The Malta Independent 17 June 2024, Monday
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The mysteries underneath the Palace

Malta Independent Monday, 2 December 2013, 08:30 Last update: about 11 years ago

While the Palace of the Grand Masters looks like one big, solid building from the outside, in reality it is an amalgamation of four distinct buildings that stood there before it became the Palace.

There was the auberge of the Italian knights (one storey high, as were all the auberges to begin with, the only one to remain single-storey being the Auberge of Aragon), a house belonging to two Italian knights, brothers by the name of Bosio, and another house purchased by Eustachio del Monte, whose uncle later became Grand Master.

Originally, the Palace of the Grand Master was intended to be built where the Auberge de Castille now stands, although in the years before the Great Siege, when Valletta was being designed, Bartolomeo Genga planned for it to be in the exact centre of the city, as it is today.

Grand Master del Monte went to stay in his nephew’s house, and when the nephew died, the Grand Master refused to move. He persuaded the Italian knights to find another site for their auberge, bought the house belonging to the Bosio brothers and joined together the four buildings.

Successive Grand Masters did their bit to make unite the building as a whole. But if one descends below street level, one can clearly see the delineations of the four distinct houses, said architect Edward Said, speaking last Monday in the second lecture of the series hosted by Salvator Mousu regarding the palace, to a very full hall, despite the cold and threatening rain.

The palace basement is full of mysteries – a sort of underworld, Mr Said explained and it is easy to become disoriented down there, because you quickly lose track of which direction you are facing.

One of the most remarkable discoveries is a pile of telegraph poles stacked one on top of the other. No one knows for sure why they were put there, but it seems this was done in the years preceding World War II to counteract humidity. What happened instead is that the poles are rotting and are causing subsidence around them.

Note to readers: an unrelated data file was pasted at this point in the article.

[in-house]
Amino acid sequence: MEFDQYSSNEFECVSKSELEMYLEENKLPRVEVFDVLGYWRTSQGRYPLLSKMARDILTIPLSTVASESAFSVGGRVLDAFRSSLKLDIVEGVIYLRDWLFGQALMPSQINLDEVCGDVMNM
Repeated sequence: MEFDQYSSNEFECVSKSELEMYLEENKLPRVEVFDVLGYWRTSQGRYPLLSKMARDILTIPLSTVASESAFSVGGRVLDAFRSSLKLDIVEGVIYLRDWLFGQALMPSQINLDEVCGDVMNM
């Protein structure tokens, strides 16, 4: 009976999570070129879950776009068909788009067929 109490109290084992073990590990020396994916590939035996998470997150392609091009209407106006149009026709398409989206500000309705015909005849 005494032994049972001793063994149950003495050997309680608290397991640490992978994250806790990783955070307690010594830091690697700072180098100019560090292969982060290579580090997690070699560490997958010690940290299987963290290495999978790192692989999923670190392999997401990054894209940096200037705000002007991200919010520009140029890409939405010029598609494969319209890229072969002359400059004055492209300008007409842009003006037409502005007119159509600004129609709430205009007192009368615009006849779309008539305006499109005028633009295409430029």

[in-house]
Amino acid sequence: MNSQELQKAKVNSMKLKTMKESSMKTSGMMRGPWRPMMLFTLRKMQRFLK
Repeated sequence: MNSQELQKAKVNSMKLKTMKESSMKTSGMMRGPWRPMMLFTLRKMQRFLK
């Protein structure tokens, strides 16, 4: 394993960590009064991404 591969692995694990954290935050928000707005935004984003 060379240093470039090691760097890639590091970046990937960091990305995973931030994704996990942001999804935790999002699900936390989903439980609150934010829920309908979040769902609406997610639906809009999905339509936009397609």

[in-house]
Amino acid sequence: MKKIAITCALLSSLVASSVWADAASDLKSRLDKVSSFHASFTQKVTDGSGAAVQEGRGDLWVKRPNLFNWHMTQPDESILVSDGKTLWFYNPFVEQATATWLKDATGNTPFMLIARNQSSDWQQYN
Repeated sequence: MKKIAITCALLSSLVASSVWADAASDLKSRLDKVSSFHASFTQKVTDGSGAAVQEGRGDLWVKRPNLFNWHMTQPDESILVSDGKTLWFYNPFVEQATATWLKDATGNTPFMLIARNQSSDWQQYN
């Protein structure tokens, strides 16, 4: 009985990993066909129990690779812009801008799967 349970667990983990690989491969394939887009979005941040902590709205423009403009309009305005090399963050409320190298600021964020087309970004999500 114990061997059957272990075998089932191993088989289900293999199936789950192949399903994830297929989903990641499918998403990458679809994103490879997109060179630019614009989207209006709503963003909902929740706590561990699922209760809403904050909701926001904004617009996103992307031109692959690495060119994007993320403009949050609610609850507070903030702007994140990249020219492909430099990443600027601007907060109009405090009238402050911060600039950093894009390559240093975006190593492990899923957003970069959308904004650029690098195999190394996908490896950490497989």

Another discovery is a circular room deep underneath the palace, which is accessed through a series of steps. It may originally have been one of the palace’s cisterns, but it seems to have been turned – again in World War II – into a strong room.

Reports that Churchill and Roosevelt held some of their meetings down there seem improbable.

A member of the audience, with what seemed personal knowledge, said this room held the treasury of the Government Savings Bank on the other side of St George Square.

Perhaps the most significant of the discoveries was something merely hinted at by Mr Said: that not all the discoveries made during the restoration of Palace Square – or St George’s Square – have as yet been made public, and that this discovery was related to before the Great Siege.

Mr Said also spoke about Palace Square, in particular the archway in Archbishop Street, facing the former Civil Service building (on top of which the runaway container truck broke through the railings just a few days ago before coming to rest across the road on the Police Station façade). This archway is one of the earliest arches in Valletta, dating to the time when St John’s Co-Cathedral was being built.

The square is criss-crossed with tunnels, but one was certainly the tunnel for the Fontaniere, the knight who was in charge of the water system in Valletta and the public fountains, so that he could switch on the fountain in the square. Significantly, the Fontaniere, who happened to be a French knight, kept his role during the time of the French occupation.

When Grand Master Wignacourt built his aqueduct to bring water from Rabat to Valletta, he also built a huge cistern for this water next to City Gate. This was on top of the railway station and was destroyed in the 1960s during the building of City Gate and the creation of Freedom Square.

Persistent reports that it was the British who removed the fountain in the square so that they could hold their military parades are not true, said Mr Said, because there are paintings of the square in the times of the knights that show no fountain. This fountain is now to be found in St Philip’s Garden in Floriana.

Another discovery made during the square’s restoration showed that there is no cistern underneath the square, so hopes that it could be turned into an underground car park were unfounded.

The next lecture in the series will be on Monday, 30 December when Dr Alfred Bonnici will speak about the political developments in the Tapestry Chamber since 1921.

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